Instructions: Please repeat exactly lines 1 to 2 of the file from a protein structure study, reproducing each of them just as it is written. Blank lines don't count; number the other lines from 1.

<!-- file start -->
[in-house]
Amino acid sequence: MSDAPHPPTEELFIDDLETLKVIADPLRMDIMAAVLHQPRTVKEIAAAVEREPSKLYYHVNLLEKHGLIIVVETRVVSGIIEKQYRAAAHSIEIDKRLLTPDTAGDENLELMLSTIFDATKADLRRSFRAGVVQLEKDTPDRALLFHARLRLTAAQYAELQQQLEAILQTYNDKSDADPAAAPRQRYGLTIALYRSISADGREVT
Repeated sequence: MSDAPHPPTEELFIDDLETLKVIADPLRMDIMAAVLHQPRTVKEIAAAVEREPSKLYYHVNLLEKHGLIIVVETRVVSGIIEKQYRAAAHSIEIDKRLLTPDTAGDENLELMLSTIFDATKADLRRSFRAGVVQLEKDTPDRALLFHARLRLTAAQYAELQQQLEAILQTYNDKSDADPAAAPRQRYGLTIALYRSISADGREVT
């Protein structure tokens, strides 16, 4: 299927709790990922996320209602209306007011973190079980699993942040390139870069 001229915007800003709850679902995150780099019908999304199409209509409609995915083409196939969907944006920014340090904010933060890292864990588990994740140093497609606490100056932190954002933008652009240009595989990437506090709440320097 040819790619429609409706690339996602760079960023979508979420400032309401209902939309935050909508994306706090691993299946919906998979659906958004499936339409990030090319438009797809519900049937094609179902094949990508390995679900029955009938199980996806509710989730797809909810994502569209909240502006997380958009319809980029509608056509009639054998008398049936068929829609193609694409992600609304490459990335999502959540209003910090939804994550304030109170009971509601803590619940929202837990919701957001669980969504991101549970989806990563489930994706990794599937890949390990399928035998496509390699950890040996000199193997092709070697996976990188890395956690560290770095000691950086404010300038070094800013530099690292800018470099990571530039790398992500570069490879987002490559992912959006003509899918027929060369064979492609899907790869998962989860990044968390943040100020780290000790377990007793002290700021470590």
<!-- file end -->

[in-house]
Amino acid sequence: MSDAPHPPTEELFIDDLETLKVIADPLRMDIMAAVLHQPRTVKEIAAAVEREPSKLYYHVNLLEKHGLIIVVETRVVSGIIEKQYRAAAHSIEIDKRLLTPDTAGDENLELMLSTIFDATKADLRRSFRAGVVQLEKDTPDRALLFHARLRLTAAQYAELQQQLEAILQTYNDKSDADPAAAPRQRYGLTIALYRSISADGREVT